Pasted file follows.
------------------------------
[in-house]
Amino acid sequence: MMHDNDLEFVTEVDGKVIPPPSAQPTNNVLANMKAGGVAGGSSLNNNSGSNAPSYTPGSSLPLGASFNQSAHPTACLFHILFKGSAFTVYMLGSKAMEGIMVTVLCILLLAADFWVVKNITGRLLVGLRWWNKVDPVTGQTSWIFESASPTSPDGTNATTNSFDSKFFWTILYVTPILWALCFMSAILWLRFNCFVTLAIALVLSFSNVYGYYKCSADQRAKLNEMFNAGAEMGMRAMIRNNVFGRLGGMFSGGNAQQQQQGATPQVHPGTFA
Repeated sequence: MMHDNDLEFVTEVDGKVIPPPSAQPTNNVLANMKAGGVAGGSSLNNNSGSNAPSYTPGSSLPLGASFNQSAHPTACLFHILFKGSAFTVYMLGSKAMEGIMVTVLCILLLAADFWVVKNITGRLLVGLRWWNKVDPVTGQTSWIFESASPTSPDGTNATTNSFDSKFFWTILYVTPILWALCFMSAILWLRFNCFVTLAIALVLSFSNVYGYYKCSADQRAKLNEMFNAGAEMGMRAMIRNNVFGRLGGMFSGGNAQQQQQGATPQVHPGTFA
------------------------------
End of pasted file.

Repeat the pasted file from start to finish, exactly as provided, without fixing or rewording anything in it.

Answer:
[in-house]
Amino acid sequence: MMHDNDLEFVTEVDGKVIPPPSAQPTNNVLANMKAGGVAGGSSLNNNSGSNAPSYTPGSSLPLGASFNQSAHPTACLFHILFKGSAFTVYMLGSKAMEGIMVTVLCILLLAADFWVVKNITGRLLVGLRWWNKVDPVTGQTSWIFESASPTSPDGTNATTNSFDSKFFWTILYVTPILWALCFMSAILWLRFNCFVTLAIALVLSFSNVYGYYKCSADQRAKLNEMFNAGAEMGMRAMIRNNVFGRLGGMFSGGNAQQQQQGATPQVHPGTFA
Repeated sequence: MMHDNDLEFVTEVDGKVIPPPSAQPTNNVLANMKAGGVAGGSSLNNNSGSNAPSYTPGSSLPLGASFNQSAHPTACLFHILFKGSAFTVYMLGSKAMEGIMVTVLCILLLAADFWVVKNITGRLLVGLRWWNKVDPVTGQTSWIFESASPTSPDGTNATTNSFDSKFFWTILYVTPILWALCFMSAILWLRFNCFVTLAIALVLSFSNVYGYYKCSADQRAKLNEMFNAGAEMGMRAMIRNNVFGRLGGMFSGGNAQQQQQGATPQVHPGTFA